Specific FDA regulations in the bottled water area cover Good Manufacturing Practices for bottled water production and a standard of identity and quality for bottled water.
The issue of food ingredients and their quality is an often overlooked yet critical component of food safety.
For many years, a so-called “danger zone” has been used for alerting foodservice and other food industry personnel about temperatures that are potentially hazardous for holding foods.
FDA lists new color additives that have been shown to be safe for their intended uses in the Code of Federal Regulations, conducts certification programs and monitors product labeling.
One of the fastest growing product categories in the food industry is the “nutraceuticals” or “functional foods” market.
New FDA initiatives focus on allergens in 2001.
The history of food safety in the U.S. is based on the development of a virtual mishmash of laws and regulations enacted by state legislatures.
Unlike any other regulatory credentials, those in food safety are decidedly different in scope and development, training and measures of competency.
One of the greatest difficulties in advancing public support for science-based regulation is the public’s lack of understanding of toxicity.
As consumers search for better tasting, low-preparation foods, the food industry will continue to develop packaging, ingredient and processing options.
Outbreaks of foodborne illness illustrate how easily contaminated foods can have a broad health impact before public health authorities can identify and quarantine the source.
FDA’s Total Diet Study is an important component of the federal government’s food safety and nutrition monitoring programs, with a focus on pesticide residues, industrial chemicals, elements and radionuclides.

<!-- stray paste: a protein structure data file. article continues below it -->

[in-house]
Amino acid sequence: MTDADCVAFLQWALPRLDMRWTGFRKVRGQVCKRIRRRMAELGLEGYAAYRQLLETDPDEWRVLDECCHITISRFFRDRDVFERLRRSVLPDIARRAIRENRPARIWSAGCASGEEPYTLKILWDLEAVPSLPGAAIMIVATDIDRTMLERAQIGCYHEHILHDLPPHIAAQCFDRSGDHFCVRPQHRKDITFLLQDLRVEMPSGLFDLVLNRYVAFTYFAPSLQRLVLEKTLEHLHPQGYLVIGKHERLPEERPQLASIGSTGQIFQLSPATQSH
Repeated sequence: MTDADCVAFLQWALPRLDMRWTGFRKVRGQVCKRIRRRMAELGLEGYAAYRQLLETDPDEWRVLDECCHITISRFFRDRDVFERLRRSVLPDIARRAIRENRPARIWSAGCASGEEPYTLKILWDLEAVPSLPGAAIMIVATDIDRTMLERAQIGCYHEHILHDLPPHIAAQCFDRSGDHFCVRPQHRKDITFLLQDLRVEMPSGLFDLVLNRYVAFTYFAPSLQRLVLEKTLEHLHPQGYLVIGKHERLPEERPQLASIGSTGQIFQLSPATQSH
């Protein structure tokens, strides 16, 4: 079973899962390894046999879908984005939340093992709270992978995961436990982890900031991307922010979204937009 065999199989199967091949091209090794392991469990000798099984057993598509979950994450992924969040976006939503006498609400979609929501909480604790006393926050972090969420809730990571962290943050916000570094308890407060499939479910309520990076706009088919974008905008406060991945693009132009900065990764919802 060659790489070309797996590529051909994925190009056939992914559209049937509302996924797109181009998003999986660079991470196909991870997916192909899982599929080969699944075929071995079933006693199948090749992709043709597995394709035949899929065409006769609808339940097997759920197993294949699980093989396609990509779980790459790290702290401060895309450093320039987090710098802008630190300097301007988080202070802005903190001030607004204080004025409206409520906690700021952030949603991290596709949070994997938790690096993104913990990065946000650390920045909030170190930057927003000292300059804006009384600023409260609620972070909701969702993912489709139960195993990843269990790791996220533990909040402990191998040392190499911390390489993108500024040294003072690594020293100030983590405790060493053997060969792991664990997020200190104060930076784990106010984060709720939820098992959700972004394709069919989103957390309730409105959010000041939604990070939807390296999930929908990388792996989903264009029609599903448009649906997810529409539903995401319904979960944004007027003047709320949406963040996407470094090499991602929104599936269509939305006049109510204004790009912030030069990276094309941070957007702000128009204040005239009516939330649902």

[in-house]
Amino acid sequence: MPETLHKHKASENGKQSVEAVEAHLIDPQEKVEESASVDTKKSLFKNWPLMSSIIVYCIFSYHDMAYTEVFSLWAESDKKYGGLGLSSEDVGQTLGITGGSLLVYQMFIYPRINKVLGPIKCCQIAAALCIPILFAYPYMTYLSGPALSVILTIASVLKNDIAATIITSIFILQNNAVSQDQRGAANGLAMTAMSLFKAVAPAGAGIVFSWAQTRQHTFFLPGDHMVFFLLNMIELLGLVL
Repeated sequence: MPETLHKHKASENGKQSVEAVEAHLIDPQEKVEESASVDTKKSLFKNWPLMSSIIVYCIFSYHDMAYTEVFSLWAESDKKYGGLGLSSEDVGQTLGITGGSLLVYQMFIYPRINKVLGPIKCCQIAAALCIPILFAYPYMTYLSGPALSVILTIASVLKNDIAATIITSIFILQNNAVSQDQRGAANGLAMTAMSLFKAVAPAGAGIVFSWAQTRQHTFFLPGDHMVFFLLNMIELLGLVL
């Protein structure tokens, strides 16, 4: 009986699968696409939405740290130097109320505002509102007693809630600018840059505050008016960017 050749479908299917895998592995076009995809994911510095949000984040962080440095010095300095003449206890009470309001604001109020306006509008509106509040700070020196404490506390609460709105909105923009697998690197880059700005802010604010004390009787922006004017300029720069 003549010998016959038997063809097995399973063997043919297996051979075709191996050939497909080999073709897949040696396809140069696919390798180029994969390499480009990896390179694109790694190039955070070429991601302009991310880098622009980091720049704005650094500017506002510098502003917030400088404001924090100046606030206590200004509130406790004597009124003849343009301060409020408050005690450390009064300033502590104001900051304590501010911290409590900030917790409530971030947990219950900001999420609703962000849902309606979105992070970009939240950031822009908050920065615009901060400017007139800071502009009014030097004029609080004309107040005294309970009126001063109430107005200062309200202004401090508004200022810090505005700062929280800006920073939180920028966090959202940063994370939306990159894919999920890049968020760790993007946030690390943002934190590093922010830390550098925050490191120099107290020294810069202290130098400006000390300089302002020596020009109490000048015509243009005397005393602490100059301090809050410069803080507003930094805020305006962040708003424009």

Part two of a series covering the application limitations of HACCP and what can be done by the food industry to address these limitations and the controversies surrounding them.
A question-and-answer forum presents the current and emerging challenges to the food industry in terms of pesticide residue regulation, testing and practical advice that will aid in the monitoring of pesticide residues on foodstuffs.
The safety of imported and domestic fruits and vegetables is a priority for the U.S. Food and Drug Administration (FDA). This article will discuss recent activities the agency has initiated to assure that consumers receive safe produce.
The dairy industry in particular has a long history of cooperation and setting standards.
The produce industry came together to reduce the audit burden that it had enabled by accepting and supporting a wide variety of food safety audit standards.
FSMA gives FDA broad new powers, including the authority to mandate that companies recall products as well as the ability to review internal records at farms and food production plants
Although date labeling of food has a long history, it has become more visible in the past few years as attention to and concern about food loss and waste have heightened.